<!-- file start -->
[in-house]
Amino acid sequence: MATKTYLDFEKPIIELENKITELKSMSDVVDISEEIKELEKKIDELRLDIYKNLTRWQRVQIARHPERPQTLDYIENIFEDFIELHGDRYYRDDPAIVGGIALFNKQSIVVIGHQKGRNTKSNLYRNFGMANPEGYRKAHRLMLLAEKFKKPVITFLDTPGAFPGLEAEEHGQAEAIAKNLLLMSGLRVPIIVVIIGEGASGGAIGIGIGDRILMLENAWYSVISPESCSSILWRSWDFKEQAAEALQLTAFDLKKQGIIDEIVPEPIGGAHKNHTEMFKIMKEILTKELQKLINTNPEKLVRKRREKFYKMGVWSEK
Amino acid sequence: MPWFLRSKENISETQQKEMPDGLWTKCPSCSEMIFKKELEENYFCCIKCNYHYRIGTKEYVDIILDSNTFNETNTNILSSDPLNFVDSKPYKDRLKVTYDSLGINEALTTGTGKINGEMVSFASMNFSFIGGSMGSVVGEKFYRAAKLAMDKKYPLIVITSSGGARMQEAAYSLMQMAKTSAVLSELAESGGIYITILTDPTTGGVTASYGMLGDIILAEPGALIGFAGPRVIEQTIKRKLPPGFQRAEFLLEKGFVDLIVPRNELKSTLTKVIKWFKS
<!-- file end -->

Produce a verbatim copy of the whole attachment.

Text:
[in-house]
Amino acid sequence: MATKTYLDFEKPIIELENKITELKSMSDVVDISEEIKELEKKIDELRLDIYKNLTRWQRVQIARHPERPQTLDYIENIFEDFIELHGDRYYRDDPAIVGGIALFNKQSIVVIGHQKGRNTKSNLYRNFGMANPEGYRKAHRLMLLAEKFKKPVITFLDTPGAFPGLEAEEHGQAEAIAKNLLLMSGLRVPIIVVIIGEGASGGAIGIGIGDRILMLENAWYSVISPESCSSILWRSWDFKEQAAEALQLTAFDLKKQGIIDEIVPEPIGGAHKNHTEMFKIMKEILTKELQKLINTNPEKLVRKRREKFYKMGVWSEK
Amino acid sequence: MPWFLRSKENISETQQKEMPDGLWTKCPSCSEMIFKKELEENYFCCIKCNYHYRIGTKEYVDIILDSNTFNETNTNILSSDPLNFVDSKPYKDRLKVTYDSLGINEALTTGTGKINGEMVSFASMNFSFIGGSMGSVVGEKFYRAAKLAMDKKYPLIVITSSGGARMQEAAYSLMQMAKTSAVLSELAESGGIYITILTDPTTGGVTASYGMLGDIILAEPGALIGFAGPRVIEQTIKRKLPPGFQRAEFLLEKGFVDLIVPRNELKSTLTKVIKWFKS